Skip to main content

Buxtorf, Johannes (II)°


BUXTORF, JOHANNES (II) ° (1599–1664), Hebraist, the son of Johannes Buxtorf i, succeeded his father in the chair of Bible and Hebrew studies at the University of Basle and edited some of his unpublished works. In common with his father, he held the view that the Masoretic Text is the genuine version of the Bible (De Literarum Hebraicarum Genuina antiquitate, 1643) and that the Hebrew square script preceded the Samaritan. The vocalization of Hebrew, he maintained, originated at least as early as the time of Ezra. These issues were the subject of his fierce controversies with another Hebraist, Ludovicus Capelus, with each defending his viewpoint in a series of scholarly studies. Buxtorf 's view was formally adopted by the Swiss Church in 1675. Buxtorf translated *Maimonides' Guide of the Perplexed (1629), *Judah Halevi's Kuzari (1666), and part of Isaac *Abrabanel's commentaries to the Bible into Latin. The numerous Jewish scholars in many lands with whom he was in contact included *Manasseh Ben Israel. His collection of letters is preserved at the university libraries of Basle and Zurich.


Kayserling, in: rej, 8 (1884), 74–95; 13 (1886), 260–76; Steinschneider, in: zhb, 2 (1897), 94.

[Chaim M. Rabin]

Cite this article
Pick a style below, and copy the text for your bibliography.

  • MLA
  • Chicago
  • APA

"Buxtorf, Johannes (II)°." Encyclopaedia Judaica. . 22 Sep. 2019 <>.

"Buxtorf, Johannes (II)°." Encyclopaedia Judaica. . (September 22, 2019).

"Buxtorf, Johannes (II)°." Encyclopaedia Judaica. . Retrieved September 22, 2019 from

Learn more about citation styles

Citation styles gives you the ability to cite reference entries and articles according to common styles from the Modern Language Association (MLA), The Chicago Manual of Style, and the American Psychological Association (APA).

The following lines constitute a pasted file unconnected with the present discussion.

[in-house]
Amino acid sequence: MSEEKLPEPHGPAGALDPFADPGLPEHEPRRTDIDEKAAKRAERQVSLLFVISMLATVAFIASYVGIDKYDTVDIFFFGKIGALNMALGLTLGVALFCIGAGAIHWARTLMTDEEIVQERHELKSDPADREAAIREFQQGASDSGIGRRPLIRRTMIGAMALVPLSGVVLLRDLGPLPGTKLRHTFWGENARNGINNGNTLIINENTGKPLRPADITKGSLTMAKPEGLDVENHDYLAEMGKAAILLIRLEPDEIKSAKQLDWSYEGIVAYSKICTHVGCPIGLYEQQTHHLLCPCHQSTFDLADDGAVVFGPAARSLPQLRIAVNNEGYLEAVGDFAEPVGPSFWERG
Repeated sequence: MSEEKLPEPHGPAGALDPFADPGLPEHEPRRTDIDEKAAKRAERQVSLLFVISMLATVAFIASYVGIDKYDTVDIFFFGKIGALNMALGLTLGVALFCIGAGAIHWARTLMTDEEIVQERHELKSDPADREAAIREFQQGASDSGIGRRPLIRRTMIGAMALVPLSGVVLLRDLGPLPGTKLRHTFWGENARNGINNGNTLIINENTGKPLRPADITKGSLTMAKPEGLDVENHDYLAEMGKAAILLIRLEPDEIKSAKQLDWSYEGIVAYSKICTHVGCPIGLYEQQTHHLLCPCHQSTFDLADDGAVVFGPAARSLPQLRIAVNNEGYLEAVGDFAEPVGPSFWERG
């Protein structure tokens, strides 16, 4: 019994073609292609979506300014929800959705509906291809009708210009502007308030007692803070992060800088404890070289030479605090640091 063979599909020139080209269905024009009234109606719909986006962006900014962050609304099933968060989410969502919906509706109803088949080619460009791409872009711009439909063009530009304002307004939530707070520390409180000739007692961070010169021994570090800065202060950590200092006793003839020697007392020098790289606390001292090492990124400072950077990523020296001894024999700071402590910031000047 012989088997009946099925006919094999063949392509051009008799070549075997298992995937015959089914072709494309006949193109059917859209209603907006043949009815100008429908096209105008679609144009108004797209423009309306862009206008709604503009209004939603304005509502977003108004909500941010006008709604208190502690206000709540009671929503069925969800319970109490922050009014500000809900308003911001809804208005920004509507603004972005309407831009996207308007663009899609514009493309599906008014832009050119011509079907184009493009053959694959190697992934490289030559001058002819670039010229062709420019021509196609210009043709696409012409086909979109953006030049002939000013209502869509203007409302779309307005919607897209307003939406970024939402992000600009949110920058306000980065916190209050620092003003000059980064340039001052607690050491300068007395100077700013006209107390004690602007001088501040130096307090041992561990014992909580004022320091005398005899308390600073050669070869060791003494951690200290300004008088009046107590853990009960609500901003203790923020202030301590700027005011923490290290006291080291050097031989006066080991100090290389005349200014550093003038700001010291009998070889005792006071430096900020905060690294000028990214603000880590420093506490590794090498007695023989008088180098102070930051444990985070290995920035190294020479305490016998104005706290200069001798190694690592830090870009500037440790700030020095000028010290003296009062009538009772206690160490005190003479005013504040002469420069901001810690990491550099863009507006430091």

Within the “Cite this article” tool, pick a style to see how all available information looks when formatted according to that style. Then, copy and paste the text into your bibliography or works cited list.

Because each style has its own formatting nuances that evolve over time and not all information is available for every reference entry or article, cannot guarantee each citation it generates. Therefore, it’s best to use citations as a starting point before checking the style against your school or publication’s requirements and the most-recent information available at these sites:

Modern Language Association

The Chicago Manual of Style

American Psychological Association

  • Most online reference entries and articles do not have page numbers. Therefore, that information is unavailable for most content. However, the date of retrieval is often important. Refer to each style’s convention regarding the best way to format page numbers and retrieval dates.
  • In addition to the MLA, Chicago, and APA styles, your school, university, publication, or institution may have its own requirements for citations. Therefore, be sure to refer to those guidelines when editing your bibliography or works cited list.